With the right policies in place, the university can repeat the past 25 years’ economic return within the next decade, says Anthony Freeling

By Anthony Freeling, Acting Vice-Chancellor of the University of Cambridge

In last week’s UK budget, the chancellor, Jeremy Hunt, announced the 12 English regions with the potential to host an “investment zone”. Areas that can “identify a location where they can offer a bold and imaginative partnership between local government and a university or research institute in a way that catalyses new innovation clusters” will have “access to £80 million of support for a range of interventions including skills, infrastructure, tax reliefs and business rates retention”.

The ability of universities to create local value is beyond question, and, as confirmed by a report by London Economics published today, the University of Cambridge is the UK’s primary example.

It’s hard for the human mind to conceptualise large sums of money, so comparisons are useful to give a sense of scale. As such, the report suggests that the University of Cambridge’s economic contribution to the UK, a staggering £30 billion, appears to be almost four times that of the globally followed English Premier League.

The comparison doesn’t end there. Just as every Saturday afternoon football matches kick off all over the country, supporting local jobs and encouraging spending in local economies, the analysis demonstrates how Cambridge supports the economy in every region of the UK, generating more than 86,000 jobs nationwide.

Nearly four-fifths – 78 per cent – of that economic contribution is generated by companies associated with the university. For every £1 we spend on research and innovation, we create £11.70 of economic impact, the highest figure of any UK university.

This success is not down to chance. It is the result of long-term strategic decision-making that has established the university at the heart of one of the world’s most successful research and technology clusters.

It is the result of a culture of excellence, underpinned by a depth and breadth of teaching, research and innovation, that connects the discovery of new knowledge with the expertise to turn these ideas into companies and organisations that change people’s lives.

It is the result of years of harnessing a winning combination of venture capital, government support and infrastructure funding through a very deliberate strategy of investing in innovation and commercialisation. This includes an enlightened intellectual property (IP) policy that encourages further investment; a culture that encourages innovation and entrepreneurship; and the establishment of both a knowledge-transfer arm, Cambridge Enterprise, and investor arm, Cambridge Innovation Capital, which make capital available at all stages of the investment journey from pre-seed to early scaling.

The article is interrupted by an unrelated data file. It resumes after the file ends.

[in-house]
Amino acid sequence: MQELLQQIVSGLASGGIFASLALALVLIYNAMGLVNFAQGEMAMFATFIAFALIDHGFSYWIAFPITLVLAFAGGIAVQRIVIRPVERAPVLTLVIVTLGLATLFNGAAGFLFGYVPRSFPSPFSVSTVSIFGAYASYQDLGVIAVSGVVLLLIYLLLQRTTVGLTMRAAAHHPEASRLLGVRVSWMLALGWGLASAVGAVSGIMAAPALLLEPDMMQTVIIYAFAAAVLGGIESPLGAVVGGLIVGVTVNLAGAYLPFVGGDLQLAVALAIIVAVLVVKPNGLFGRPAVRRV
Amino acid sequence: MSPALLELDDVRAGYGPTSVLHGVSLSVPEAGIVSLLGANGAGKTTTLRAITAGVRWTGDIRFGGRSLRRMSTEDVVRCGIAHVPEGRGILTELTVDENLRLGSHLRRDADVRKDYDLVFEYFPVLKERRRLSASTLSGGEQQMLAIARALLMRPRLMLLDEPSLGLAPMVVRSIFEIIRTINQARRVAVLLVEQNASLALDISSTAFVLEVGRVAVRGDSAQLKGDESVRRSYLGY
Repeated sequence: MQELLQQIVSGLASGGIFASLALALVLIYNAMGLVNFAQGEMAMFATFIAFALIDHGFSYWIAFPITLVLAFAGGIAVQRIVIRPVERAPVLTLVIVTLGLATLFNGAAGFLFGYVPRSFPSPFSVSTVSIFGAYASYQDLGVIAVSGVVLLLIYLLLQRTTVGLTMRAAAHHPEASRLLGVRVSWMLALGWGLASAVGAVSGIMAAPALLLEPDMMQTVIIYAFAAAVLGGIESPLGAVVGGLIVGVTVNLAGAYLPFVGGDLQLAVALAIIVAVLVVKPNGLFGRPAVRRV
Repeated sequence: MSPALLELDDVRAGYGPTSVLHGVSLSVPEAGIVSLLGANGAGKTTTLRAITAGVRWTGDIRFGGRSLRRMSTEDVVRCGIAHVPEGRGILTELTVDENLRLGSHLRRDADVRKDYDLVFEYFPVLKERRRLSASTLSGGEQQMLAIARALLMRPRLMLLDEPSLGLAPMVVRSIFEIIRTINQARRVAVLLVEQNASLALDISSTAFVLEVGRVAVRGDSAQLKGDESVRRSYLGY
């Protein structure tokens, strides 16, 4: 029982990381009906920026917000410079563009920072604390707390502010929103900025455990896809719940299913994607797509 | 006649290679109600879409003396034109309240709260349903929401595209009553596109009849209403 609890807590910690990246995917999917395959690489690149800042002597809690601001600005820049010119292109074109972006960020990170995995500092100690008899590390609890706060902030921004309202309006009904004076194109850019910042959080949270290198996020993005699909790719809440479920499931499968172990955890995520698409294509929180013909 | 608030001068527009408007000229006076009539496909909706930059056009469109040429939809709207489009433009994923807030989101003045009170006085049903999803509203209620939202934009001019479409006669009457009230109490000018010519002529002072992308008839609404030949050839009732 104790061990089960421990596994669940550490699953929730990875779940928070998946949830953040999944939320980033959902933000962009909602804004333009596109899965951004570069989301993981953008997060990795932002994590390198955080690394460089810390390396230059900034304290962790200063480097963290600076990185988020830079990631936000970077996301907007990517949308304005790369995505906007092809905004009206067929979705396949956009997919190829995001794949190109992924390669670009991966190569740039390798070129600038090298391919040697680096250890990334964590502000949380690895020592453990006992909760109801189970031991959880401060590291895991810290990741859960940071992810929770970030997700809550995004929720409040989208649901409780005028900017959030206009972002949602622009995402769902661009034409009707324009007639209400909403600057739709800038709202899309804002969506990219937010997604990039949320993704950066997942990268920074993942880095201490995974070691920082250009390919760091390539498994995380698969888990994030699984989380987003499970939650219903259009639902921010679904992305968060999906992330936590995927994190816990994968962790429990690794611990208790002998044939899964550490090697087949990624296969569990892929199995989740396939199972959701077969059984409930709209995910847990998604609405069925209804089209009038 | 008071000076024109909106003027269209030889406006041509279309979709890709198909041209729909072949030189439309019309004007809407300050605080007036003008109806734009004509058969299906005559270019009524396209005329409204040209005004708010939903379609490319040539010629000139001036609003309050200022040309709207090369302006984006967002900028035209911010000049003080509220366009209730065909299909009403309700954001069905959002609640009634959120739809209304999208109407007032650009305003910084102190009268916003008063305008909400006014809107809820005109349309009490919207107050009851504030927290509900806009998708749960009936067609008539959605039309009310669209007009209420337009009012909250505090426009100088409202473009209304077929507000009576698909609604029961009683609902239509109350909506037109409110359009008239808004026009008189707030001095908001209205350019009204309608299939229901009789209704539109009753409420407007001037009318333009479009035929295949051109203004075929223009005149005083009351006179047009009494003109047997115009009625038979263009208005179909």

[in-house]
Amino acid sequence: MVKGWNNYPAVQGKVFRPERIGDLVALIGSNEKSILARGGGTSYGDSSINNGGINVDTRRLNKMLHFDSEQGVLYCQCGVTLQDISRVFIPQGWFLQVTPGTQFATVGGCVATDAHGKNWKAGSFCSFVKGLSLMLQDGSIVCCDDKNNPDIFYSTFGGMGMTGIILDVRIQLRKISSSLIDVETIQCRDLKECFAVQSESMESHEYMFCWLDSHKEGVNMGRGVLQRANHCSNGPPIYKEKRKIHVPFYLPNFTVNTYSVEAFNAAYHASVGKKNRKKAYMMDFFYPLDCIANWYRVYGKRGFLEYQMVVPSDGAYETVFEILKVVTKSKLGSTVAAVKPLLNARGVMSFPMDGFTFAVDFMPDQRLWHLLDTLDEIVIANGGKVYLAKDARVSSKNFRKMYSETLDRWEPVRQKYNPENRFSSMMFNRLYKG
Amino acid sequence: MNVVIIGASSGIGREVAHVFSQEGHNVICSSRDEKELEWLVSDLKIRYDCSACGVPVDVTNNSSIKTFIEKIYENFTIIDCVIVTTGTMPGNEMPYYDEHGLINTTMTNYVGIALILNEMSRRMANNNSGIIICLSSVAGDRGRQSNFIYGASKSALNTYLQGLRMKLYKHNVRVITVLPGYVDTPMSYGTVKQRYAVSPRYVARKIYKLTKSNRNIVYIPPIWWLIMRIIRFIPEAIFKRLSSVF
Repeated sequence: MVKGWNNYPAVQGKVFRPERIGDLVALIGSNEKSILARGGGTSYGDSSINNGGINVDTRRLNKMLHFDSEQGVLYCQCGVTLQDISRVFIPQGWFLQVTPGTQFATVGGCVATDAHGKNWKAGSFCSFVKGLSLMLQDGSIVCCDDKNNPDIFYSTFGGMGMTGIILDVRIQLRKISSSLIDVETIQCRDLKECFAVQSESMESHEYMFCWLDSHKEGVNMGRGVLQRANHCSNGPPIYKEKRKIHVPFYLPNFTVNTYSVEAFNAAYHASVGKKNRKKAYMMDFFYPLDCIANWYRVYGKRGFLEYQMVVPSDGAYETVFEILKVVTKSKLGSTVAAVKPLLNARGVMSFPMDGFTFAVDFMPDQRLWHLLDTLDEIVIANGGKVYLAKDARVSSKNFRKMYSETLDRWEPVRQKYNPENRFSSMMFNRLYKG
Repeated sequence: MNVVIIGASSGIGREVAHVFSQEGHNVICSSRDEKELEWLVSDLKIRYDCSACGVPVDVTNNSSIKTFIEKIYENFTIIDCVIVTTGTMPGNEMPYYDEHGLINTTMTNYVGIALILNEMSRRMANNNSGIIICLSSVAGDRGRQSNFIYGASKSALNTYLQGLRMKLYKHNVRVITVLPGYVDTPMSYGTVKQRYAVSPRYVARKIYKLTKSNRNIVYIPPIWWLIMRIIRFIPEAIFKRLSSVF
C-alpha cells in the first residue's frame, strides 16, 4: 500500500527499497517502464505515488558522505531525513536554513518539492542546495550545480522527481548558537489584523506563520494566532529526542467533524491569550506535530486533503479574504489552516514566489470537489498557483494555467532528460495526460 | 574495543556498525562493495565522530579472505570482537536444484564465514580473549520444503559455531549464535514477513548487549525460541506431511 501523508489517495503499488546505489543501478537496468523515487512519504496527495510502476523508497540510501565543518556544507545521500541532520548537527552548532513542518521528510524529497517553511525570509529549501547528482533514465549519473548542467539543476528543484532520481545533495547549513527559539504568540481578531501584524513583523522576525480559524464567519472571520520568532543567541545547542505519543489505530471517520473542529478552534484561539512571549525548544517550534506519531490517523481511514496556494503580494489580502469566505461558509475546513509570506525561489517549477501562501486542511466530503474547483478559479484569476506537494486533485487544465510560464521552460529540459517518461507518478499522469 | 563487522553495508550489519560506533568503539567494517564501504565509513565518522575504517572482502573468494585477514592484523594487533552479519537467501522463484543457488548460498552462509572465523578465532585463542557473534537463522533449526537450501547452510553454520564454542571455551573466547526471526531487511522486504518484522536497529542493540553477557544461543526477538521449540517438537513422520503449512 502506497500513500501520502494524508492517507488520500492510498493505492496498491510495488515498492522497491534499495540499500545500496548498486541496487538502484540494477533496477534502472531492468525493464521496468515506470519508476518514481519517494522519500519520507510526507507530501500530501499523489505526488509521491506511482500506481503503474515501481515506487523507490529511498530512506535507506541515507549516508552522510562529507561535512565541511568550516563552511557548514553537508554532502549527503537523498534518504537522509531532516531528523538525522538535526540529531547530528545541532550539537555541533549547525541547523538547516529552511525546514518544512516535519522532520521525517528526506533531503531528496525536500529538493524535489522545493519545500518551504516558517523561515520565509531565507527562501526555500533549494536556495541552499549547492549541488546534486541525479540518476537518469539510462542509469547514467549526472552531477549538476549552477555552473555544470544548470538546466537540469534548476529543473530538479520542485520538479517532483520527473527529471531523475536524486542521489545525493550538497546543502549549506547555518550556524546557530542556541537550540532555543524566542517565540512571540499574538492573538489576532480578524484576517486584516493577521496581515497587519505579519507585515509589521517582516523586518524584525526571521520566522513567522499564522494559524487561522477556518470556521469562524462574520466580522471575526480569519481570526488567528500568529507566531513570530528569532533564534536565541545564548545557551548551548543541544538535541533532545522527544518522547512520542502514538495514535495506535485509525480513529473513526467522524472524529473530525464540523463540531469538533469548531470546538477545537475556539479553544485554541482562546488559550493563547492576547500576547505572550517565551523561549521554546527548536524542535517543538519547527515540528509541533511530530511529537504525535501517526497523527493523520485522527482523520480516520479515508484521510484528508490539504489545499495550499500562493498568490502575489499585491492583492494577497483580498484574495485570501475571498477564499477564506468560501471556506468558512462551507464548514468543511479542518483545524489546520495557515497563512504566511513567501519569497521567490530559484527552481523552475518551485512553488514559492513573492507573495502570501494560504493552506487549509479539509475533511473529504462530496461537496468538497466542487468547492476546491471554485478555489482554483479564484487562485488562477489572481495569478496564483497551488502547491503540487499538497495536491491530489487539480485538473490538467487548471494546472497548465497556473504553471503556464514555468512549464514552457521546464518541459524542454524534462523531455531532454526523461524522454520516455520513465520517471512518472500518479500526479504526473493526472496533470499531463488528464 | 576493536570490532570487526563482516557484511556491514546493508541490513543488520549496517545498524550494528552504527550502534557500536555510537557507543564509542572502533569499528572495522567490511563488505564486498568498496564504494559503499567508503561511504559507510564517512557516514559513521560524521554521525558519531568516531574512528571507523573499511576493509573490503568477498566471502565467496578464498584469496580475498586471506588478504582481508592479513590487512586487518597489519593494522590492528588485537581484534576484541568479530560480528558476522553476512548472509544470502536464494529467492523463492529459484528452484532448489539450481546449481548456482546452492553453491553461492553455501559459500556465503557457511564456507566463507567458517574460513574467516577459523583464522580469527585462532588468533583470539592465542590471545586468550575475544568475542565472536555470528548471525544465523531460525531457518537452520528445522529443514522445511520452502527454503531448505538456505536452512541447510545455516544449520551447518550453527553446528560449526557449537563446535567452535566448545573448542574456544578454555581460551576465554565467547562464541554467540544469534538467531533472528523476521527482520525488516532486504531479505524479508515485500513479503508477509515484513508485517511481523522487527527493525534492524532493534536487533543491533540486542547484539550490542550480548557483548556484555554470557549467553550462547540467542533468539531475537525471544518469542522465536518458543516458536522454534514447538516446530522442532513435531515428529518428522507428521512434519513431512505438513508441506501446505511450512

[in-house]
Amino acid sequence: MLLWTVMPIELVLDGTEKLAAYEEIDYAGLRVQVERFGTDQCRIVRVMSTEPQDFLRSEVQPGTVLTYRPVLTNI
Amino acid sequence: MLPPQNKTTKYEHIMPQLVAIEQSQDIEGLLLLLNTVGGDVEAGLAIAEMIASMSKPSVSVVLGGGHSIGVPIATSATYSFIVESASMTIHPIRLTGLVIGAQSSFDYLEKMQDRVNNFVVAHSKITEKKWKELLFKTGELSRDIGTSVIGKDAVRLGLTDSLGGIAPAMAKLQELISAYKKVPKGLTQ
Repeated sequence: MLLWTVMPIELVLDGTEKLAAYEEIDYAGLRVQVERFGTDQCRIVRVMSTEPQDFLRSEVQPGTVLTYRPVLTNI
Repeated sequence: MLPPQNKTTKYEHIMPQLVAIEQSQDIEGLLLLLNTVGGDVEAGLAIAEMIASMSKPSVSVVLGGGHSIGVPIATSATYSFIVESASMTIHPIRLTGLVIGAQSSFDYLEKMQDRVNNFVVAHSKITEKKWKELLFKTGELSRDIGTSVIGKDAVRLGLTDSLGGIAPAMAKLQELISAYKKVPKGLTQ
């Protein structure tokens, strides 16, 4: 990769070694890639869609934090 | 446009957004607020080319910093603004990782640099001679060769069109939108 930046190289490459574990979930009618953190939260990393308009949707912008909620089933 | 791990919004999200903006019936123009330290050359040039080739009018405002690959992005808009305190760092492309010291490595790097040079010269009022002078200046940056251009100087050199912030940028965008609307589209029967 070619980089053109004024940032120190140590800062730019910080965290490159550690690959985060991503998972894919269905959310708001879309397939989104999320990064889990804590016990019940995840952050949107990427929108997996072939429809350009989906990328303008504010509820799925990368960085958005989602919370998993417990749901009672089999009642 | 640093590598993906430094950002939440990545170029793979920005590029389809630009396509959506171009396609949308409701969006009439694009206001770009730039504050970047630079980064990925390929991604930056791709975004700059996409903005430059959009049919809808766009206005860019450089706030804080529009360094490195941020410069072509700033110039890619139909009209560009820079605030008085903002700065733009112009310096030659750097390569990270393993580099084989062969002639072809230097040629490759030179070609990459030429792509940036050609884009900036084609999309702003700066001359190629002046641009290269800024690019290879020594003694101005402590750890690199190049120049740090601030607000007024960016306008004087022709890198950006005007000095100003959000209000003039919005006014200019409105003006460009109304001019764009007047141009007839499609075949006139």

The prime minister and the chancellor have often said that they would like the UK to be the next Silicon Valley. We think the success of Cambridge and the “Silicon Fen” demonstrates that this is already in motion. But we are not resting on our laurels. This is why we’ve used the convening power of the university, alongside Cambridge Enterprise and Cambridge Innovation Capital, to bring together 100 partners, including AstraZeneca, Microsoft and Arm, to establish a new strategy body called Innovate Cambridge. The goal will be to accomplish the same impact the university has had over the past 25 years in the next 10.

We’ve already begun the challenge of identifying what we need in order to achieve this. First, better infrastructure, not only in Cambridge itself but across the region, including the Oxford-Cambridge Arc. We need more laboratory space, affordable housing and better transport – mirroring the ingredients that drive success in competitor cities such as Boston in the US.

Second, we need an enhanced ability to attract talented, highly skilled individuals from across the world, via flexible low-cost visa routes focused on expanding the R&D sector.

Third, we need better investment and access to capital funding. We need to make the most of upcoming pension reforms that will allow funds to invest in more risky projects, such as R&D. And we need a commitment from government to ensure that R&D spending remains a priority.

Nor are these only priorities for Cambridge. All 12 English investment zones (plus those planned for elsewhere in the UK) will almost benefit hugely if our partners across the UK, including national and local government, work with us to implement this blueprint for future economic growth.

The UK is lucky to be home to the world’s biggest and best professional football competition, but it also has an enormous advantage as host to some of the most dynamic and productive universities on the face of the planet. Policies and funding that support rapid commercialisation of innovative R&D are the best way to shoot the UK to the top of the premier league of economic success.

Anthony Freeling is acting vice-chancellor of the University of Cambridge.